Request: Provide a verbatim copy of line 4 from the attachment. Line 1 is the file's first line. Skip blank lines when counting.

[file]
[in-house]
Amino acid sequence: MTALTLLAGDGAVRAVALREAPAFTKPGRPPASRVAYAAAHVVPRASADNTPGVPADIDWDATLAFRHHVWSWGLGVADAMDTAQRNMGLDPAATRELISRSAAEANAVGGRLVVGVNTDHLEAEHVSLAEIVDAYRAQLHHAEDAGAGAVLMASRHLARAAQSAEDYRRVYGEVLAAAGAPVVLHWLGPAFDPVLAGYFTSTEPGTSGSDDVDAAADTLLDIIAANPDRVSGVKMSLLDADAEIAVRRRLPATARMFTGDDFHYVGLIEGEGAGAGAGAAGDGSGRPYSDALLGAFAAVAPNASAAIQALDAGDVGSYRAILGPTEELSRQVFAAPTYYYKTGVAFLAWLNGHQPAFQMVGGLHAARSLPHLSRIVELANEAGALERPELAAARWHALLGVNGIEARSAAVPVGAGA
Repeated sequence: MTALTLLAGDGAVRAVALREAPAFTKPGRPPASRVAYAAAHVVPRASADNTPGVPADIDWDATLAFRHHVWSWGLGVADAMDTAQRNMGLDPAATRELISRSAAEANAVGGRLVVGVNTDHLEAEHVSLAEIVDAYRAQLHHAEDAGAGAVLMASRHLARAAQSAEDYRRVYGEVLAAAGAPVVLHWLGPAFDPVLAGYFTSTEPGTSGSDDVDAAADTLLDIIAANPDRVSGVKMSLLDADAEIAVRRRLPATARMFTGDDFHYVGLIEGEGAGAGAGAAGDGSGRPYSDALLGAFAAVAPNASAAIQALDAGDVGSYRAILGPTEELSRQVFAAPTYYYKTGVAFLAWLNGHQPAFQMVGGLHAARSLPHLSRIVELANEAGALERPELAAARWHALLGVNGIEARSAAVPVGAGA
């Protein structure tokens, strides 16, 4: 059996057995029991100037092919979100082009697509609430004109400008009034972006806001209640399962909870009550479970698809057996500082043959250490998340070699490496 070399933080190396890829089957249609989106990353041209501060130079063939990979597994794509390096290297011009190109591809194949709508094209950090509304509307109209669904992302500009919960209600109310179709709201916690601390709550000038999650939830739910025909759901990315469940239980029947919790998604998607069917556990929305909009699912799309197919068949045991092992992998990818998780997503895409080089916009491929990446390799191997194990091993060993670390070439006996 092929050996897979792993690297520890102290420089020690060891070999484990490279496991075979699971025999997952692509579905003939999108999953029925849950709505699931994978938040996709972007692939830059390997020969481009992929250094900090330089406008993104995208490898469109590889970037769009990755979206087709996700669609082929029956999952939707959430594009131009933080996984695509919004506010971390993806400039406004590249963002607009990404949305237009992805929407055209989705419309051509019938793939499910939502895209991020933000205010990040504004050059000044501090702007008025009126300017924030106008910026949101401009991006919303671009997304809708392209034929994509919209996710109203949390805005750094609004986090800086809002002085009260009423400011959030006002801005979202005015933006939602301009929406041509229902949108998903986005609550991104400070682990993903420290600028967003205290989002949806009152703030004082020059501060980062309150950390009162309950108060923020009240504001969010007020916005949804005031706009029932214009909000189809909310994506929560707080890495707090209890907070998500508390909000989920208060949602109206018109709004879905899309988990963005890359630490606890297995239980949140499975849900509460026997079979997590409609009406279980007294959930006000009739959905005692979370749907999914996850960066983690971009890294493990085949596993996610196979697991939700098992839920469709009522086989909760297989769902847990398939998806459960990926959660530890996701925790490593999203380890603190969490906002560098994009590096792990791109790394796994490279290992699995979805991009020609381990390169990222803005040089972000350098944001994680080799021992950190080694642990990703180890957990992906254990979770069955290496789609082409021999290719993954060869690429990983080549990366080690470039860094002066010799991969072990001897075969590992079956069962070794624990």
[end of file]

């Protein structure tokens, strides 16, 4: 059996057995029991100037092919979100082009697509609430004109400008009034972006806001209640399962909870009550479970698809057996500082043959250490998340070699490496 070399933080190396890829089957249609989106990353041209501060130079063939990979597994794509390096290297011009190109591809194949709508094209950090509304509307109209669904992302500009919960209600109310179709709201916690601390709550000038999650939830739910025909759901990315469940239980029947919790998604998607069917556990929305909009699912799309197919068949045991092992992998990818998780997503895409080089916009491929990446390799191997194990091993060993670390070439006996 092929050996897979792993690297520890102290420089020690060891070999484990490279496991075979699971025999997952692509579905003939999108999953029925849950709505699931994978938040996709972007692939830059390997020969481009992929250094900090330089406008993104995208490898469109590889970037769009990755979206087709996700669609082929029956999952939707959430594009131009933080996984695509919004506010971390993806400039406004590249963002607009990404949305237009992805929407055209989705419309051509019938793939499910939502895209991020933000205010990040504004050059000044501090702007008025009126300017924030106008910026949101401009991006919303671009997304809708392209034929994509919209996710109203949390805005750094609004986090800086809002002085009260009423400011959030006002801005979202005015933006939602301009929406041509229902949108998903986005609550991104400070682990993903420290600028967003205290989002949806009152703030004082020059501060980062309150950390009162309950108060923020009240504001969010007020916005949804005031706009029932214009909000189809909310994506929560707080890495707090209890907070998500508390909000989920208060949602109206018109709004879905899309988990963005890359630490606890297995239980949140499975849900509460026997079979997590409609009406279980007294959930006000009739959905005692979370749907999914996850960066983690971009890294493990085949596993996610196979697991939700098992839920469709009522086989909760297989769902847990398939998806459960990926959660530890996701925790490593999203380890603190969490906002560098994009590096792990791109790394796994490279290992699995979805991009020609381990390169990222803005040089972000350098944001994680080799021992950190080694642990990703180890957990992906254990979770069955290496789609082409021999290719993954060869690429990983080549990366080690470039860094002066010799991969072990001897075969590992079956069962070794624990």